“Keeping busy” doesn’t begin to describe what’s happening at EV Group these days. I sat down with Markus Wimplinger, Corporate Technology Development and IP Director, EVG,  at SEMICON West for a full briefing of the company’s latest corporate and technology developments.  Remaining true to their mission of “invent, innovate, implement” gave us a lot to talk about.

Technology Developments
First of all, was the  introduction of the semiconductor industry’s first ever 450mm wafer bonding system, developed for silicon on insulator (SOI) wafer substrate, in anticipation of an industry shift from 300-450mm. Wimplinger says the tool was optimized for SOI wafers, because SOI delivers better performance for sub 22nm CMOS and 3D technologies. He explained that while EVG traditionally develops its bonders first as manual tools for R&D, this tool was developed directly as a fully automated tool because it’s not possible to handle 450mm wafers manually, even at the R&D level.

Rather than wait for the industry to push for the development of 450mm tools, EVG wanted to be more proactive, noted Wimplinger, adding that while other 450mm process tools do exist, this is the first 450mm bonder in the world to be shipped to a customer. SOITEC will take delivery in the fall. The tool will be used for SOI wafer production using Soitec’s SmartCut technology for monolithic 3D integration. It will perform permanent direct oxide bonds.

According to Wimplinger, future plans for 450mm include development of a temporary bond/debond system and the entire EVG product line. Its nanoimprint lithography stepper, while optimized for 300mm, can change out chucks to accommodate 450mm as well.

The second technology innovation announced at SEMICON West during the Metrology Workshop was the integration of an inline metrology module into EVG’s temporary bonding system to optimize wafer bonding and thinning processes, ultimately maximizing yield and investiments.  Wimplinger explained that by using an infrared beam, carrier thickness and uniformity is measured. Additionally, bonding voids and other imperfections in the stack can be detected. From there, it can be determined whether the bonded pair is ready for backgrinding, or if it needs to go through re-work before by debonding and bonding the wafer again. “In high volume manufacturing, yield loss is critical because you’re dealing with total yield loss of a wafer if there are defects.” He noted. “It’s not an issue with R&D or low throughput, but can be critical to maintain high yields.”

Collaborative Projects
Chances are, if you’re touring an R&D facility working on various 3D integration and/or MEMS technologies (with the exception of ITRI) you’ll find that they are partnered with EV Group.  The two recent additions to this trend include EVG’s engagement with the Georgia Tech’s 3D Systems Packaging Research Center with temporary bonding, debonding, chip-to-wafer bonding, and lithography tools and processes for PRC’s silicon and glass interposer industry consortium; and the selection of its 200mm MEMS platform bonding system by Quebec’s MiQro Innovation Collaboration Centre, a partnership of Université de Sherbrooke, Teledyne, Dalsa and IBM.

At Georgia Tech, EVG was drawn by the possibilities of what’s next in packaging – such as panel size glass interposer processes for packages, explained Wimplinger. It was clear that the company’s lithography coating system is suited to support the panel size by leveraging its display substrate knowledge. “It was logical for us to participate in this research,” he said, noting that this is the first time EVG has partnered with Georgia Tech.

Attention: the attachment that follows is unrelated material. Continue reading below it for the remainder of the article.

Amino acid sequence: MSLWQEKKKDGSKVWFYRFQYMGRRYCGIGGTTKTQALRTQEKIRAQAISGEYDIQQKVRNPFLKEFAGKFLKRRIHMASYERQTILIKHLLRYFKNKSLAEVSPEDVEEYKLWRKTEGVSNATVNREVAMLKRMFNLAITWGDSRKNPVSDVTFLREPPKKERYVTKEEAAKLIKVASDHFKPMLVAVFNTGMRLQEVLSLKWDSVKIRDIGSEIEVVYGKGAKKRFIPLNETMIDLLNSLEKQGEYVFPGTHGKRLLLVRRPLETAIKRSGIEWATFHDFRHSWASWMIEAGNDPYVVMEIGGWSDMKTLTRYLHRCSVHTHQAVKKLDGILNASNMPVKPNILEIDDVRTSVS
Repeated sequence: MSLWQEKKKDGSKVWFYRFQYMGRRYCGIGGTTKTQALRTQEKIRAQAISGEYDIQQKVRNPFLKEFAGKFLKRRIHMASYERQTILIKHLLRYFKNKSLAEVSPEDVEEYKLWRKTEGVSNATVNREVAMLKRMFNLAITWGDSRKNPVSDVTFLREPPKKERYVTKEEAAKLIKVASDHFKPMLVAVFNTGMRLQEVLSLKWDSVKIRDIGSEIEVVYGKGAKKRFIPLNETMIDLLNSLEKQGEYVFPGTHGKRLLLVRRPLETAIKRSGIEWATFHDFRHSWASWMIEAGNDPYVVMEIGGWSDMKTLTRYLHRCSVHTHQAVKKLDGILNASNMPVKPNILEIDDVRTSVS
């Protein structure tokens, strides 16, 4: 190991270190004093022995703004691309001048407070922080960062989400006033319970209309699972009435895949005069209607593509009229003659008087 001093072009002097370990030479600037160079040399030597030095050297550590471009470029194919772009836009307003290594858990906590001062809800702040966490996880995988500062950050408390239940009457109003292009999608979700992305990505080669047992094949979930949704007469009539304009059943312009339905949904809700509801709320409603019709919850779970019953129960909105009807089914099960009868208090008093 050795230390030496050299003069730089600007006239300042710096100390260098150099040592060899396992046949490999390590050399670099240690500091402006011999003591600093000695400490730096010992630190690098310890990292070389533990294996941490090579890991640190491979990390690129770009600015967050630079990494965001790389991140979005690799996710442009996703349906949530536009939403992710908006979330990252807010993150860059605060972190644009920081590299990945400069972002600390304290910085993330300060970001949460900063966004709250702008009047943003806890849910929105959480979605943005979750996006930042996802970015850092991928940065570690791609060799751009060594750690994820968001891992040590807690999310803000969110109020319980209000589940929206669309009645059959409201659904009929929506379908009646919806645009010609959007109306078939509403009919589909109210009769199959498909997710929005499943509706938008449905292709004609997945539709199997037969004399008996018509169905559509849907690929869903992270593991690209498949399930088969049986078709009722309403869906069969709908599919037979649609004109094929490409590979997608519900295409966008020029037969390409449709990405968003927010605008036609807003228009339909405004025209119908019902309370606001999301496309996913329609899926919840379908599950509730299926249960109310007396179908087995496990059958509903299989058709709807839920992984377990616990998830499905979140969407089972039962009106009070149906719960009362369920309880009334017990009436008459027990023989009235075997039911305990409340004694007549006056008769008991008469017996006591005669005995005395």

The partnership with the MiQro Innovation Collaboration Centre will focus on advanced bonding for 3D MEMS packaging based on metal diffusion and eutectic bonds, including glass frit and conductive bonding schemes incorporating smaller seal rings. Wimplinger said that the system being installed is similar to the one at SEMATECH.  This partnership was a natural progression from 10 years of working with Dalsa to develop innovative technology that becomes industry standard.

Breaking New Ground
Quite literally, in fact. While EVG is known for breaking new ground in innovation, it’s most recent announcement (told to me at SEMICON West but formally announced here today)  involves an actual physical expansion of the Schaerding, Austria headquarters that will roughly double the manufacturing floor.  In order to keep up with the increase in orders, the company is modernizing its existing facility, improving logistical processes and adding capacity for its machining center and new manufacturing technologies.

The new building will be located directly adjacent to the existing manufacturing facility and is scheduled to be completed before the end of this year.  Upgrades include installation of several filter fan units to make the company’s equipment production environment  virtually particle-free; hydraulic ramps and an overhead crane will be installed; and the whole manufacturing area will be fully air conditioned. An area dedicated for visitors will house two glass domes for a viewing the manufacturing area, and test rooms are being built to facilitate customer-specific process development and customization, including a smooth source inspection process even at times of increased orders.

A year ago this week, I visited and toured EVG’s headquarters in Schaerding. I was impressed by what they had then. I can only imagine what this face-lift and expansion is going to add to this operation.  Looks like another visit will be in order when it’s done!

Francoise von Trapp

They call me the “Queen of 3D” because I have been following the course of…

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